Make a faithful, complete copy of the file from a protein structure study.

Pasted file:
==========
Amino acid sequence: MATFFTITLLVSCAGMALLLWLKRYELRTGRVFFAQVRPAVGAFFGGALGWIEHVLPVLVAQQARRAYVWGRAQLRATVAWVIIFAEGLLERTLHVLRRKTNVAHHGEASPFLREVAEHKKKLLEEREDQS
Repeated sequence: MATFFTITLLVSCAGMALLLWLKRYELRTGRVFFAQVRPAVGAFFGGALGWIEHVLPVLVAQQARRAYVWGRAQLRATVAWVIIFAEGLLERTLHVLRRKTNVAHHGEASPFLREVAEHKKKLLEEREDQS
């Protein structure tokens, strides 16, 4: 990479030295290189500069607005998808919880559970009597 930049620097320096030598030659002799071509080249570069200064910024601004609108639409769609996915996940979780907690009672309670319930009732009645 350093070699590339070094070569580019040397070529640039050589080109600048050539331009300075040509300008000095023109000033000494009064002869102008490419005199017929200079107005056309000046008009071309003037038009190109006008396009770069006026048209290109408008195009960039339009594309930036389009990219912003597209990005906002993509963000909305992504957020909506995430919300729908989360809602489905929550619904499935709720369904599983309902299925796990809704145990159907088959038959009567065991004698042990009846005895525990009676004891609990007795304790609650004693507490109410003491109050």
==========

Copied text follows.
Amino acid sequence: MATFFTITLLVSCAGMALLLWLKRYELRTGRVFFAQVRPAVGAFFGGALGWIEHVLPVLVAQQARRAYVWGRAQLRATVAWVIIFAEGLLERTLHVLRRKTNVAHHGEASPFLREVAEHKKKLLEEREDQS
Repeated sequence: MATFFTITLLVSCAGMALLLWLKRYELRTGRVFFAQVRPAVGAFFGGALGWIEHVLPVLVAQQARRAYVWGRAQLRATVAWVIIFAEGLLERTLHVLRRKTNVAHHGEASPFLREVAEHKKKLLEEREDQS
């Protein structure tokens, strides 16, 4: 990479030295290189500069607005998808919880559970009597 930049620097320096030598030659002799071509080249570069200064910024601004609108639409769609996915996940979780907690009672309670319930009732009645 350093070699590339070094070569580019040397070529640039050589080109600048050539331009300075040509300008000095023109000033000494009064002869102008490419005199017929200079107005056309000046008009071309003037038009190109006008396009770069006026048209290109408008195009960039339009594309930036389009990219912003597209990005906002993509963000909305992504957020909506995430919300729908989360809602489905929550619904499935709720369904599983309902299925796990809704145990159907088959038959009567065991004698042990009846005895525990009676004891609990007795304790609650004693507490109410003491109050």